4/20 Special: Marijuana in the Middle Ages
In this episode, we discuss ancient and medieval cannabis use with Alaina of FADEDlain.com.
Cannabis use is incredibly old. Archaeological evidence for its use can be found in Neolithic sites throughout central Europe, particularly the Linear Band Culture of 5500-4500 BCE. The common practice seems to have been to burn it in a brazier and inhale the smoke. However, it may have also been smoked in pipes at some point — clay pipes over 3,000 years old have been found in present-day Bavaria, though they may have been used for opium in addition to or instead of cannabis. Evidence for the use of cannabis is also present in the ancient river-valley civilizations of Eurasia: Mesopotamia, the Indus Valley, Egypt, and China all apparently knew of it.
In China, we find some very early mentions of medical cannabis use, but the plant generally falls out of favor regarding its psychoactive properties due to its association with Central Asian nomadic peoples and shamanic practices frowned on by the moral authorities of the day. A 5th-century Taoist priest commented that cannabis was used by "necromancers, in combination with ginseng to set forward time in order to reveal future events." This association with Central Asian nomadic peoples was also present in Europe — possibly the most famous quotation on cannabis from a classical authority is a passage from Herodotus describing Scythians essentially using tents to hotbox, putting cannabis in a brazier in the center and enjoying the resulting "smoke bath".
Hemp was grown in much of Europe throughout the medieval period, but its psychoactive properties appeared to be either unknown or uninteresting to the Europeans of the day, who were deeply wedded to alcohol as their intoxicant of choice. They grew it because the fibers are good for making cloth, and I have been unable to find evidence of any recreational use. This may have been due to the climate — the psychoactive resin is produced in lesser quantities when the plant is in cold environments. Interestingly, though, the elder of the two women in the Oseberg ship burial was interred with a purse containing cannabis seeds, which I think hints at something more than a practical appreciation of its textile properties.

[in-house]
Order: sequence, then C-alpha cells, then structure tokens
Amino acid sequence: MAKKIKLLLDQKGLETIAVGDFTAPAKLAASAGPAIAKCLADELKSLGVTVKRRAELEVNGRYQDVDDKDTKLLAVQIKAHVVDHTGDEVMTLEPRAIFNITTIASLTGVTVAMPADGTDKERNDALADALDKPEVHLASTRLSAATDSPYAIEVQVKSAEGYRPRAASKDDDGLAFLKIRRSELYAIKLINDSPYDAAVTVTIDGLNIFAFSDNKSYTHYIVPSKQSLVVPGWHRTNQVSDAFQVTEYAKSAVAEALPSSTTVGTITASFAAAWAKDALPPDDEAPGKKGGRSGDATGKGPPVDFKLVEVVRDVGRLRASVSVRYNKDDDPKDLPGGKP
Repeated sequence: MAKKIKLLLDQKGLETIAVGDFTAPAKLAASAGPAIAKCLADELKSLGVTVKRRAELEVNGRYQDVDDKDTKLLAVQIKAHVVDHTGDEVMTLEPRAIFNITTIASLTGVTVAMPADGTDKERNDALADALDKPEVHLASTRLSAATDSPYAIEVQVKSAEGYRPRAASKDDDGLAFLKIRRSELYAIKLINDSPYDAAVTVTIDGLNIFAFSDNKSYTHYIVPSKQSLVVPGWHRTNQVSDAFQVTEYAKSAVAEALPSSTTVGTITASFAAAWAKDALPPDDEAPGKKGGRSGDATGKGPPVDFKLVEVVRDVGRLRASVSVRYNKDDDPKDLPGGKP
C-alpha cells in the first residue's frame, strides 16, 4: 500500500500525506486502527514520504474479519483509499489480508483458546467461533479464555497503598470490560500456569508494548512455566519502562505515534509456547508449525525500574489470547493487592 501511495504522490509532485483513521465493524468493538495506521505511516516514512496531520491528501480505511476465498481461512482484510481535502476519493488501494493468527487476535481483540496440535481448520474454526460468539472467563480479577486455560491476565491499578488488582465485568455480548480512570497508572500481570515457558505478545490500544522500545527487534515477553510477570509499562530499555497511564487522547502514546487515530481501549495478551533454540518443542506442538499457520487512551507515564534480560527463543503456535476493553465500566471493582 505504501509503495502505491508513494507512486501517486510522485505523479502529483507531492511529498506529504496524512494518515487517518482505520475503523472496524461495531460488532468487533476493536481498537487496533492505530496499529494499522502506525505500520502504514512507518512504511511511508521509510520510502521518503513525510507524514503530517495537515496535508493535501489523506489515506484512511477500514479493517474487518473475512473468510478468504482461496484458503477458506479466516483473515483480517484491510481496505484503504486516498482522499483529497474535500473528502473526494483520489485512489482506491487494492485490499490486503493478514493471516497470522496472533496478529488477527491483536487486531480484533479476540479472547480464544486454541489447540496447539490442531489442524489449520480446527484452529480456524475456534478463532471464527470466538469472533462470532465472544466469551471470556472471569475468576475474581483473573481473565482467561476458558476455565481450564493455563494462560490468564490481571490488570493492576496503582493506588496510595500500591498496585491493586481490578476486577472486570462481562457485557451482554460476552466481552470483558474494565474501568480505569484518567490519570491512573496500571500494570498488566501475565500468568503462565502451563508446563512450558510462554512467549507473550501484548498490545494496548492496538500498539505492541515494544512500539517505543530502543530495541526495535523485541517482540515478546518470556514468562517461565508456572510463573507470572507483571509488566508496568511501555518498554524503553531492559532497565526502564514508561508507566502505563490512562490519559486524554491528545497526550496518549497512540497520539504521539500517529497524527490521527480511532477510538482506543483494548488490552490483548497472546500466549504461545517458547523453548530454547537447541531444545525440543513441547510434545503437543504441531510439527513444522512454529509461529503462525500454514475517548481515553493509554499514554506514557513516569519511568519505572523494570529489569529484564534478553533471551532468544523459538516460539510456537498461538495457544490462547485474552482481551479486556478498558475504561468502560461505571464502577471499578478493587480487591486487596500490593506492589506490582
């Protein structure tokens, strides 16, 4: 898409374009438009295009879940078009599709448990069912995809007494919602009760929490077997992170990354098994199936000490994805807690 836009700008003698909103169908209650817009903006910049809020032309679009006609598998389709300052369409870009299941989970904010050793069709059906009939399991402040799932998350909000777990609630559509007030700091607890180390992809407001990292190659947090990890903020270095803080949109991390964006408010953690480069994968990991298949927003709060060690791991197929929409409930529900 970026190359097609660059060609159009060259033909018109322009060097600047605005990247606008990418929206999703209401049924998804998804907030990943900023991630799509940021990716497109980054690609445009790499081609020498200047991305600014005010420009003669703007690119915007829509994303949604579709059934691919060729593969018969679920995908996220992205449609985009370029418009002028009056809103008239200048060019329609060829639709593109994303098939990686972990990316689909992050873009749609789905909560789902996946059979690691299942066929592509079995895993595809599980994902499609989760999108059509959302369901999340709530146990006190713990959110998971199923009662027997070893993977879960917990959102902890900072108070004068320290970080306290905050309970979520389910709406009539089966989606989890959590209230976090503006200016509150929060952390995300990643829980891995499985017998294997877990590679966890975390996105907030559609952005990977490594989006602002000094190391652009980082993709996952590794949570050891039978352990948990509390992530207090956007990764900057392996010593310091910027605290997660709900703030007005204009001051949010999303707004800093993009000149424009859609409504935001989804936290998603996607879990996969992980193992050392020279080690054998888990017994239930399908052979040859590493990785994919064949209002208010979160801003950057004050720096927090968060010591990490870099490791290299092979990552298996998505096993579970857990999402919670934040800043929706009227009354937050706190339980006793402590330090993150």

In the medieval Islamic world, however, alcohol was condemned for religious reasons, and cannabis use was able to flourish. It is usually described as being eaten, but apparently was also smoked in hookahs or similar apparatuses. The general term for cannabis in the medieval Islamic world was “hashish” — which probably just means “herb”, though it had a variety of other names, including al-khadra, “the green one” and al-muhammasah, “the toasted one”. Though cannabis was known in medieval Islam for a long time, most evidence for recreational use is quite late — it’s possible that it was used only medicinally for a period. Despite the fact that cannabis was widely seen as a more acceptable alternative to alcohol — as, unlike alcohol, cannabis was not condemned in any holy texts — a number of moralizing figures frowned on it nonetheless, going so far as to occasionally invent holy texts condemning it.
Medical use of cannabis can be found in many sources, from ancient Chinese texts to Middle Eastern archaeological discoveries. It also makes appearances in the Herbarium of Pseudo-Apuleius, and was recommended by our friend Hildegard of Bingen as good for the stomach and likely to diminish bad humors -- though she recommends against its use by the "empty-headed".
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